in the business grow, they come to understand that litigation will become a fact of life from time to time, and that when disputes arise no one (even the successful party) will be made whole. That having been said, however, it is important to avoid disputes if possible. As we find ourselves saying quite often, detailing and particularizing the scope of work is the first, and perhaps best, step in this regard. This case illustrates, for those involved in the landscape trades, properly dealing with variations in natural products is an important aspect of this strategy. Robert Kennaley practices construction law in Toronto. He speaks and writes regularly on construction law issues and can be reached for comment at 416-368-2522, or at This material is for information purposes and is not intended to provide legal advice in relation to any particular fact situation. Readers who have concerns about any particular circumstance are encouraged to seek independent legal advice in that regard.

Ensure clients understand The California Kitchens & Baths Limited v. Roti case, which we have reviewed above, serves as a reminder to landscape contractors, subcontractors and suppliers of the importance to ensure that their clients actually understand what they are going to get for their money. With respect to natural products, in particular, they need to do everything they can to ensure the clients understand that variations will occur and that these are not defects. Further, clients need to understand the extent to which these variances might occur. This case serves as an example of just how much money and grief a contractor can go through if this does not occur. In the end, construction industry litigation cannot always be avoided. As those involved HORTICULTURE REVIEW - FEBRUARY 15, 2010  27




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All classified ads must be pre-paid by VISA or Mastercard. Rates: $42.00 (GST included) per column inch Min. order $42.00. 15% discount on ads run for entire calendar year. Box Numbers: Additional $10. Confidentiality ensured. Deadlines: 20th day of the month prior to issue date. (eg: June issue deadline is May 20th). January deadline is Dec. 1. Space is limited to a first come, first served basis. To advertise: E-mail your ad to Robert at classifieds@ or fax to (905) 875-0183. Online advertising: Website only ads are available for $42.00 (GST included). Website ads are posted for 30 days and are limited to 325 words. View these ads and more online at:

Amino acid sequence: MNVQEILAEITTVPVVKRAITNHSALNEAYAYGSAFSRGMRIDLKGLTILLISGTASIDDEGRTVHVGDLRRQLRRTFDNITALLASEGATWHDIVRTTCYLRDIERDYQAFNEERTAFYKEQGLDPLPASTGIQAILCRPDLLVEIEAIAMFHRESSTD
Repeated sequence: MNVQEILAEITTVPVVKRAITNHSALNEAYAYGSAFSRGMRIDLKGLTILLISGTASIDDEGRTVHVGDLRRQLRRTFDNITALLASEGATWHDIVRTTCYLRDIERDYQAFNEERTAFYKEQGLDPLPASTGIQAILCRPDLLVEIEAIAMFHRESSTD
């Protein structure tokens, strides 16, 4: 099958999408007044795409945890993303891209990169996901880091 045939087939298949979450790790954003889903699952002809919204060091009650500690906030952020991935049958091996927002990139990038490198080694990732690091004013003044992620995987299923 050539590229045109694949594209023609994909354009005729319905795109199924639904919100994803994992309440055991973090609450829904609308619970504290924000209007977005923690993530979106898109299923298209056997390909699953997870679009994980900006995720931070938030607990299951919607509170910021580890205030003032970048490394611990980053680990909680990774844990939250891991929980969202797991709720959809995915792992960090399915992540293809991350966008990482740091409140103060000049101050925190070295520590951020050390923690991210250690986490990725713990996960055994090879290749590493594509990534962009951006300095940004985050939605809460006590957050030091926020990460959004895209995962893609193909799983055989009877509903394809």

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THE LANDMARK GROUP The Landmark Group is a full service landscape company specializing in design/build and property maintenance. We offer excellent wages and benefits. We are seeking dedicated dynamic individuals with a passion for the green industry to fill the following positions. We are located in Thornbury, Ontario, 15 min. west of Collingwood, ON Field Labourers/Experienced Foreman. For Foreman position you must have: • 3+ year of previous experience in construction landscape. • Previous experience leading and supervising your own crew. • Reliable transportation. • Exceptional knowledge of landscape industry, materials, and products. • Experience in driveway, walkway, front entrance, patio, step, and retaining wall installations. • Knowledge in reading blueprint designs. For Labourer position you must have: • Reliable transportation. • Some experience in construction or landscape construction. • Enthusiastic and hard working. Please indicate the position you are applying for, as well as related experience and qualifications. Please fax or email your resume in confidence to: FAX: 519-599-3991 EMAIL: Koos Torenvliet We thank you for your interest, no phone calls please. Only qualified individuals will be contacted.